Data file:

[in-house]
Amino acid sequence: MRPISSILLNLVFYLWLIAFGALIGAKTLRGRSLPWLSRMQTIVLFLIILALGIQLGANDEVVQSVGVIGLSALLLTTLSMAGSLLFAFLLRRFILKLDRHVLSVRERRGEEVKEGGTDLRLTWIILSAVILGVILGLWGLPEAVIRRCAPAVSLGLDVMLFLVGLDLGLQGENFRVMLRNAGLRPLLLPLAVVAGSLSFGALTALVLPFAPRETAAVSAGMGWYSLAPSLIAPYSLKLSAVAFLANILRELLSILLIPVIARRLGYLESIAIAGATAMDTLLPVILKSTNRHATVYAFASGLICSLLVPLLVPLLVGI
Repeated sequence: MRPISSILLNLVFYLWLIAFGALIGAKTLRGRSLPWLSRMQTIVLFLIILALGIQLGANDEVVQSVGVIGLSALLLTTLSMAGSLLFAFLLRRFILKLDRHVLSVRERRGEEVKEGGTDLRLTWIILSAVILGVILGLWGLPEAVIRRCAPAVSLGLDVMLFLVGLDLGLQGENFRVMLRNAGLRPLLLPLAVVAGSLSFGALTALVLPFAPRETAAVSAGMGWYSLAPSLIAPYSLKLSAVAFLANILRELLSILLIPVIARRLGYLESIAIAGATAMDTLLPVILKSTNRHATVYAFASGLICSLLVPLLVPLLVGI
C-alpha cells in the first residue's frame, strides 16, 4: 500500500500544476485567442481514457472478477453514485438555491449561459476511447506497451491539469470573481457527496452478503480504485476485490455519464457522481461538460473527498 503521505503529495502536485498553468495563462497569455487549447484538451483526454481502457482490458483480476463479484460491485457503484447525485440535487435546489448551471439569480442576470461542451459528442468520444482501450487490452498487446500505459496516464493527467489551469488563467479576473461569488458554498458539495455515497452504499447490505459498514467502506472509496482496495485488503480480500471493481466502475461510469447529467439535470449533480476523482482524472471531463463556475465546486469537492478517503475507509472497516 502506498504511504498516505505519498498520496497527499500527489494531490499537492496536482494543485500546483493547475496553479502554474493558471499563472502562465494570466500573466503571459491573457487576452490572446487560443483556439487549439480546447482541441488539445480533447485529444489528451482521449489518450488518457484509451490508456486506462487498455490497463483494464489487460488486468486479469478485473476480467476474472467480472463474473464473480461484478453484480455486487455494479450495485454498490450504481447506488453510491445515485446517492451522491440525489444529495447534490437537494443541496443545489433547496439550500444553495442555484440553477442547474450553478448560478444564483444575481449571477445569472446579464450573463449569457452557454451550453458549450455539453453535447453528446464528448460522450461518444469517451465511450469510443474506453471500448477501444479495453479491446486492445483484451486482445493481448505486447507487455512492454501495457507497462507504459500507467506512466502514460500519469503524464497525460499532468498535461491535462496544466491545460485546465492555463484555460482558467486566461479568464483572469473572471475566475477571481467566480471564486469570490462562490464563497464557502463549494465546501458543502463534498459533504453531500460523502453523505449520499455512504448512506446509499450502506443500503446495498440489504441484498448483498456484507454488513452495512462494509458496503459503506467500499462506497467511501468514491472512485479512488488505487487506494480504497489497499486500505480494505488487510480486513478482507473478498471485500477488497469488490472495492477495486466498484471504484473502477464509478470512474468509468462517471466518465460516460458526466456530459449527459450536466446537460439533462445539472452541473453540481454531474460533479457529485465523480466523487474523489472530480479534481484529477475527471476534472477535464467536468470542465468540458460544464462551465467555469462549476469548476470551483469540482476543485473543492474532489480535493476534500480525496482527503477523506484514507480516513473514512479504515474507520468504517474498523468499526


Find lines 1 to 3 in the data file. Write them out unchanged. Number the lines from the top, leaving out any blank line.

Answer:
[in-house]
Amino acid sequence: MRPISSILLNLVFYLWLIAFGALIGAKTLRGRSLPWLSRMQTIVLFLIILALGIQLGANDEVVQSVGVIGLSALLLTTLSMAGSLLFAFLLRRFILKLDRHVLSVRERRGEEVKEGGTDLRLTWIILSAVILGVILGLWGLPEAVIRRCAPAVSLGLDVMLFLVGLDLGLQGENFRVMLRNAGLRPLLLPLAVVAGSLSFGALTALVLPFAPRETAAVSAGMGWYSLAPSLIAPYSLKLSAVAFLANILRELLSILLIPVIARRLGYLESIAIAGATAMDTLLPVILKSTNRHATVYAFASGLICSLLVPLLVPLLVGI
Repeated sequence: MRPISSILLNLVFYLWLIAFGALIGAKTLRGRSLPWLSRMQTIVLFLIILALGIQLGANDEVVQSVGVIGLSALLLTTLSMAGSLLFAFLLRRFILKLDRHVLSVRERRGEEVKEGGTDLRLTWIILSAVILGVILGLWGLPEAVIRRCAPAVSLGLDVMLFLVGLDLGLQGENFRVMLRNAGLRPLLLPLAVVAGSLSFGALTALVLPFAPRETAAVSAGMGWYSLAPSLIAPYSLKLSAVAFLANILRELLSILLIPVIARRLGYLESIAIAGATAMDTLLPVILKSTNRHATVYAFASGLICSLLVPLLVPLLVGI